MYOG Pack Durability
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Ozzy McKinney
(PorcupinePhobia) - F

Locale: PNW
MYOG Pack Durability on 05/30/2011 19:42:35 MDT Print View

I'm putting the finishing touches on my first MYOG attempt, a medium volume pack made from 200d oxford. I'm finding myself pretty worried about a failure in the field. I didn't use a pattern, just examples from here and other sites. Even though I know my bartack, grossgrain, etc is probably the same as the next guys, are there any words of wisdom for a double check before I head out? I've weighted the pack with overnight gear and jogged around a bit, and other than the need for better compression (lesson learned), I'm relatively happy with the carry. Thanks

BTW- First trip will be an overnighter of short distance, so it isn't a life or death deal, more of a dignity thing :-P

Bob Gross
(--B.G.--) - F

Locale: Silicon Valley
Re: MYOG Pack Durability on 05/30/2011 20:00:14 MDT Print View

If you want to avoid failure in the field, you better load it up with about 20% more weight than what you expect to carry, and test it that way.

--B.G.--

jerry adams
(retiredjerry) - MLife

Locale: Oregon and Washington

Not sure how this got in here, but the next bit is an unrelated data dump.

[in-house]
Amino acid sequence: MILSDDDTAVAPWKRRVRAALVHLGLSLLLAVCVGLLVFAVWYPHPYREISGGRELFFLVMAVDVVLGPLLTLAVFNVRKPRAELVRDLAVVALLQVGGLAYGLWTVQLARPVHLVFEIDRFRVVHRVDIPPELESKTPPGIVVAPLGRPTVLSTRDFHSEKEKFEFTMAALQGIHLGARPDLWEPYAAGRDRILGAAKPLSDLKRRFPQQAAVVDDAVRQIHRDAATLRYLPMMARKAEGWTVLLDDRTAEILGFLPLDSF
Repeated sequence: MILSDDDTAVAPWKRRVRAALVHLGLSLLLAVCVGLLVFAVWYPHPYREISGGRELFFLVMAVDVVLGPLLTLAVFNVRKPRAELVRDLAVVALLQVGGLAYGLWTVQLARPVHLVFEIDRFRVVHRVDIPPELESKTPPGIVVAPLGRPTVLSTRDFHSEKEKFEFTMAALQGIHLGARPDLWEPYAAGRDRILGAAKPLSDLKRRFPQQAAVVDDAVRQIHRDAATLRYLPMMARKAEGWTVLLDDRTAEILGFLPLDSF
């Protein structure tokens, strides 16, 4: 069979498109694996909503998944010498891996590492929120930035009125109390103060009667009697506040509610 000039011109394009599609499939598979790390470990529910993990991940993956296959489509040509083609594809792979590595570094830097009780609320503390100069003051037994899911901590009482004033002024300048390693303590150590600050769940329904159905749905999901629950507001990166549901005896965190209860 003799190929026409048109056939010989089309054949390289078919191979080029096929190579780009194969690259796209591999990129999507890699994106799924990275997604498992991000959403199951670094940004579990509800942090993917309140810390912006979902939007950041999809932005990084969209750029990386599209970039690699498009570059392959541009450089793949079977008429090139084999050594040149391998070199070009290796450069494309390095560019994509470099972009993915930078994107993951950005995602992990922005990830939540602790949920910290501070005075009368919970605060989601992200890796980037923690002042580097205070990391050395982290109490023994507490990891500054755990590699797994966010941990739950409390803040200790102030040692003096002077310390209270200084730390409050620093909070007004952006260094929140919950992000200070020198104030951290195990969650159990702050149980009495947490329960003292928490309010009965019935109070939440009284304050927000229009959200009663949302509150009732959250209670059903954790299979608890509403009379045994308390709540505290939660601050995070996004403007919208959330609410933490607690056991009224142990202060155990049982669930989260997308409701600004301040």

Re: MYOG Pack Durability on 05/30/2011 20:24:49 MDT Print View

My pack is silnylon but the shoulder straps are sewn to 200d Oxford.

I reinforced the shoulder attachment with grosgrain. I did bar tack through grosgrain and 200d. Then sewed around the perimeter of the grosgrain to transfer the load totally to the 200d. I've used the current version pack for about a year without problem.

You're probably okay without the grosgrain. Inspect it good after each trip.

Daryl Daryl
(lyrad1) - MLife

Locale: Pacific Northwest, USA, Earth
My 2 cents on 05/30/2011 20:45:02 MDT Print View

I go through the same worries as you every time I make a pack. How does one determine how light they can go if one doesn't build one light enough to break?

I wear my pack every day going to the gym and hauling groceries home. Bugs and flaws can then be corrected before hitting the trail.

When I do hit the trail I carry spare parts, webbings, etc. to repair things if they fail. It is also fun to experiment with things on the trail and extra buckles and webbings make that a lot easier.

David Chenault
(DaveC) - BPL Staff - F

Locale: Crown of the Continent
pack testing on 05/30/2011 23:23:53 MDT Print View

Put the empty pack on the floor, stand on it, and try to rip the shoulder straps off.

Dan Johnson
(Seattle)

Locale: PNW
Ripping off shoulder straps on 05/31/2011 11:46:57 MDT Print View

^
That's exaclty how I tested my construction on my new 2oz MYOG pack.

Walter Carrington
(Snowleopard) - M

Locale: Mass.
Repair kit. on 05/31/2011 11:56:06 MDT Print View

Carry a little repair kit with a little bit of webbing, fabric, needle, thread and small scissors. The most common cause of pack failure is airline baggage handling.